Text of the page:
Of course, The photos above in summer are not representative of what these routes would be like in winter months, nor would you expect them to be -seasons vary, crops change through the seasons and can really affect the condition of a field, nettles & bramble growth abounds at certain times of year, so seasonality is an issue. There is no pretence that any of this route should be presumed to be suitable or promoted for transport or utility cycling. What you will get however is genuine adventure and amazing landscapes, a sense of being at one with nature whilst travelling along some of the oldest roads in Europe, mixed in with a huge amount of history - everything from Neolithic burial mounds to Saxon hill forts, medieval Cistercian abbeys & WW2 anti invasion defences.
Last edited by Zulu Eleven on 20 Jan 2020, 11:47am, edited 1 time in total.

mattheus
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Re: King Alfred's Way

Postby mattheus » 20 Jan 2020, 11:34am

mjr wrote:

(I've never knowingly seen any "Rough Stuff Fellowship" riders so that's not useful info to me - some photos may be good - basically is it MTB/CX-only conditions?)


https://www.instagram.com/rsfarchive

A lovely resource. You'll enjoy it even if it doesn't answer your question :)

st599_uk
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Re: King Alfred's Way

Postby st599_uk » 20 Jan 2020, 11:35am

If CUK are going to create a guide to the route (or a website about the route), would it be possible to liaise with local hire companies and list firms which will hire out suitable bikes for parts or the whole of the route?

For example, would loan you a bike in location X and allow you to drop off in location Y. I'd like to do the route, but won't be buying a different bike for the trip.
A novice learning...
“the dreamers of the day are dangerous men, for they may act their dreams with open eyes, to make it possible.”

mattheus
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Re: King Alfred's Way

Postby mattheus » 20 Jan 2020, 11:42am

Zulu Eleven wrote:If it helps we’re being absolutely clear that the ‘off-road’ aspect of our work and focus of these routes is, like the Great North Trail, aimed at rough-stuff & MTB, both in the connections with rural tourism & reconnects people with nature of landscape. So predominantly this is on unsurfaced routes. As a general rule there’s nothing on this route that would be unachievable on a gravel or cross bike, though seasonal differences may well make an MTB the most viable option in places.


This seems crystal-clear to me, Mr Zulu!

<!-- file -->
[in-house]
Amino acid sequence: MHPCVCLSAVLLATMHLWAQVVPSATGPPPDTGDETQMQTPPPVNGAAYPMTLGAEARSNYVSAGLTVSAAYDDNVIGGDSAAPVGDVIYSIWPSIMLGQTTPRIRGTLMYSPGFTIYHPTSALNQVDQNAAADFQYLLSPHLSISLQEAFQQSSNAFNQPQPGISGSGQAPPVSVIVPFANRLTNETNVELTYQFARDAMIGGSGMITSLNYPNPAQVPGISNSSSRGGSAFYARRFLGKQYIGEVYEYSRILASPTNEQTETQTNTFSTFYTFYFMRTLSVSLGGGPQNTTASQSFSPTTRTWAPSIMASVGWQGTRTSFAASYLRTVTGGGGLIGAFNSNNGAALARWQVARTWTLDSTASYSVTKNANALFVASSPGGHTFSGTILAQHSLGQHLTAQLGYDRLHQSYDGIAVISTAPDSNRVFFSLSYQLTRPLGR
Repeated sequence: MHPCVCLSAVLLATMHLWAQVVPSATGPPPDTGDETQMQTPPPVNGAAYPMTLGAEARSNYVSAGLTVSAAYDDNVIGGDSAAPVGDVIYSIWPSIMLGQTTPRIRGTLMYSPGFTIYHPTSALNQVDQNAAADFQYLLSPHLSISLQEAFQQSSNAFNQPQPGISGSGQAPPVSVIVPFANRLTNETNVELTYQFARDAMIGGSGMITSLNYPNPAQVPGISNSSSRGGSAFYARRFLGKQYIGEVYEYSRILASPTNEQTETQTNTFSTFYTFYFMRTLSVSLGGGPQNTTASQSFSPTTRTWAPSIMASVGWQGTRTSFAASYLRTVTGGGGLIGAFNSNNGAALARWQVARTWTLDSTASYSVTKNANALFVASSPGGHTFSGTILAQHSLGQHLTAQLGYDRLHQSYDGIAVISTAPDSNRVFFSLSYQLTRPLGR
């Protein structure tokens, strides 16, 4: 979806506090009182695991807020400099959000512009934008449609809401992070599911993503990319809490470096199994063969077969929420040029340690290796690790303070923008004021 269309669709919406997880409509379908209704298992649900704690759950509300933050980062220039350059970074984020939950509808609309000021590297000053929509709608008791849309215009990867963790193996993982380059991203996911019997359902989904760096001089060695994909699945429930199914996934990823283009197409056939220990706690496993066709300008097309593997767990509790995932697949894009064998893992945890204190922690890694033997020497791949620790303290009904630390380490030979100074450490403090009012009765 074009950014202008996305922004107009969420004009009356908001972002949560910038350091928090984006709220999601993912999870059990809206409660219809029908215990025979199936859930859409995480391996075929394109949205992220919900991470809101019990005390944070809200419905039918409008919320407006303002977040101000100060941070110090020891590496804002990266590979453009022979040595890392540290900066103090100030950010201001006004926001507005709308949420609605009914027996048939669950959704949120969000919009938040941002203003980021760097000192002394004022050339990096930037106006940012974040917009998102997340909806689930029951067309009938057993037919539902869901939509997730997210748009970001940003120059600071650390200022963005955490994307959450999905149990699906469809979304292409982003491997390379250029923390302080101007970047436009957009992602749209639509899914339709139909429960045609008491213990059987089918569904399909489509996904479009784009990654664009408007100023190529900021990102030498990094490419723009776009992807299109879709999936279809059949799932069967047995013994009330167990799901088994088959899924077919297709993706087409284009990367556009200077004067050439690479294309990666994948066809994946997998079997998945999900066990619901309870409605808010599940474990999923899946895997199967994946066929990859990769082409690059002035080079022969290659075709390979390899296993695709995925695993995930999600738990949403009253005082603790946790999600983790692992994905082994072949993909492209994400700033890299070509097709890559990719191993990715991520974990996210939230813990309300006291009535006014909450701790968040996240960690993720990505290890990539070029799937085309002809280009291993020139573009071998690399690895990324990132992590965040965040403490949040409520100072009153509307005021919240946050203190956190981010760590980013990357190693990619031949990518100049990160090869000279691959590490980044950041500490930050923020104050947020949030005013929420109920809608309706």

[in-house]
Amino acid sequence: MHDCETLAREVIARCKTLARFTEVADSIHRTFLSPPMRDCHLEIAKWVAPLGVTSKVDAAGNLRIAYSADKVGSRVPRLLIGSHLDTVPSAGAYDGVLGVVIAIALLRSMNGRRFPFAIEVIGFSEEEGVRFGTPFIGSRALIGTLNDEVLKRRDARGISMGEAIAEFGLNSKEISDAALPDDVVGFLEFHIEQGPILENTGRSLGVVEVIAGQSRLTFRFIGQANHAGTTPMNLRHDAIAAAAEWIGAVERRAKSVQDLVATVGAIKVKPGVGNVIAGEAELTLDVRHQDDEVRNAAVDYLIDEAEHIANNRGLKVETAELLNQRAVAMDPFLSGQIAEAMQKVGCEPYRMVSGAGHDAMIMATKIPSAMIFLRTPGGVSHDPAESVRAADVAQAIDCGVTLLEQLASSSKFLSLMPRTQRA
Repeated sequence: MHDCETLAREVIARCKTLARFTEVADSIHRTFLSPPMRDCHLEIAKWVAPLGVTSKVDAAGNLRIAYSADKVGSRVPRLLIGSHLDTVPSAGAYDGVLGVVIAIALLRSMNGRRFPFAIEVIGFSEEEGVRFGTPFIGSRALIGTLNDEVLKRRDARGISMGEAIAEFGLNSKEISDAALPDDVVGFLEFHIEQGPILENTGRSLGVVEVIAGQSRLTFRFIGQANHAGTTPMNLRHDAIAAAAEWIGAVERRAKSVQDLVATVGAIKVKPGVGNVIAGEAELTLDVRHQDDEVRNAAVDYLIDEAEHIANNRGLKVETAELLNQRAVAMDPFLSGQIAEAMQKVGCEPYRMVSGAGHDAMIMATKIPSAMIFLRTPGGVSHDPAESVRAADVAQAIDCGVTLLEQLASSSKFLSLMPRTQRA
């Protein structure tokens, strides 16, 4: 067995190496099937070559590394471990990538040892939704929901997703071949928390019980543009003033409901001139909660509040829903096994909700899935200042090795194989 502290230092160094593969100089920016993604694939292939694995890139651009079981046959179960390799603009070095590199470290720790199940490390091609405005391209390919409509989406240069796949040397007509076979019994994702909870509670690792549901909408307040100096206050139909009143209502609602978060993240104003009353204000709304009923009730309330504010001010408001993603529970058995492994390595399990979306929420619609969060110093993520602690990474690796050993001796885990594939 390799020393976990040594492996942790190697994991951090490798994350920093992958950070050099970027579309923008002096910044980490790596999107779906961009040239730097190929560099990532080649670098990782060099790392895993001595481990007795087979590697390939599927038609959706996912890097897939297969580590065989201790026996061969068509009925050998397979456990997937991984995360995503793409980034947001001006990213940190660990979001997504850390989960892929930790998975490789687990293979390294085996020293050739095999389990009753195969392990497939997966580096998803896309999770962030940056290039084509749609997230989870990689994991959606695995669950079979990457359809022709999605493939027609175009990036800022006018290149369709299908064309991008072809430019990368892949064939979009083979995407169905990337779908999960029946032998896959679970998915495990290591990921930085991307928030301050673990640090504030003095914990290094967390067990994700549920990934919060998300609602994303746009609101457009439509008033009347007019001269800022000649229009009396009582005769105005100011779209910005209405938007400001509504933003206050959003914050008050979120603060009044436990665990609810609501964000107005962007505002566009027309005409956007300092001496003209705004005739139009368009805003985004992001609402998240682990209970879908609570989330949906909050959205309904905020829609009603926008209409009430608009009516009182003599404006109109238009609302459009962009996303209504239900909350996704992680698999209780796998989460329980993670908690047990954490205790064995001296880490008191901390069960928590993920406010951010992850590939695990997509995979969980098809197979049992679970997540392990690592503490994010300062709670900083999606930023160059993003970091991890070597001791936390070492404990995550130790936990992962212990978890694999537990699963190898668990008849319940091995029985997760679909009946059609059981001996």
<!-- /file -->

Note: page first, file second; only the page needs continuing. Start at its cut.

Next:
Thanks for the info.

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mjr
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Re: King Alfred's Way

Postby mjr » 20 Jan 2020, 1:16pm

Thanks for the pictures of bits of the trail. I think a roadster would cope with all of those except the last one with deep sand. Looks similar to the bits of Ickneild Way Cycle Trail I've seen and better than much of the Peddars Way one (which gets ploughed fairly often by "green laner" 4x4 motorists).

mattheus wrote:https://www.instagram.com/rsfarchive

A lovely resource. You'll enjoy it even if it doesn't answer your question :)

Thanks. I see a few pictures, mostly of what look like regular touring bikes even with quite close-fitted mudguards, and then a "Log in to continue" box appears and doesn't allow further viewing.
MJR, mostly pedalling 3-speed roadsters. KL+West Norfolk BUG incl social easy rides http://www.klwnbug.co.uk
All the above is CC-By-SA and no other implied copyright license to Cycle magazine.

mattheus
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Re: King Alfred's Way

Postby mattheus » 20 Jan 2020, 1:34pm

Just register with Instagram - it won't kill you!

(although google images will probably bring up most of the pictures by one route or another).

Frankly, every self-respecting cyclist should at least *know* about the Rough Stuff Fellowship. ;P

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RickH
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Re: King Alfred's Way

Postby RickH » 20 Jan 2020, 1:43pm

mjr wrote:... I've never knowingly seen any "Rough Stuff Fellowship" riders so that's not useful info to me...

If they are like the local group I occasionally go out with they are almost all riding mountainbikes these days. A group of (mostly) old (mostly) guys on MTBs is what you are most likely to see, at least round here. If there's a solitary old guy on a drop bar bike without a helmet in the group then it's probably me out with them! :D

mattheus
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Re: King Alfred's Way

Postby mattheus » 20 Jan 2020, 1:52pm

If you google
wayfarer berwyn centenary rsf

… you will see a somewhat broader demographic (-: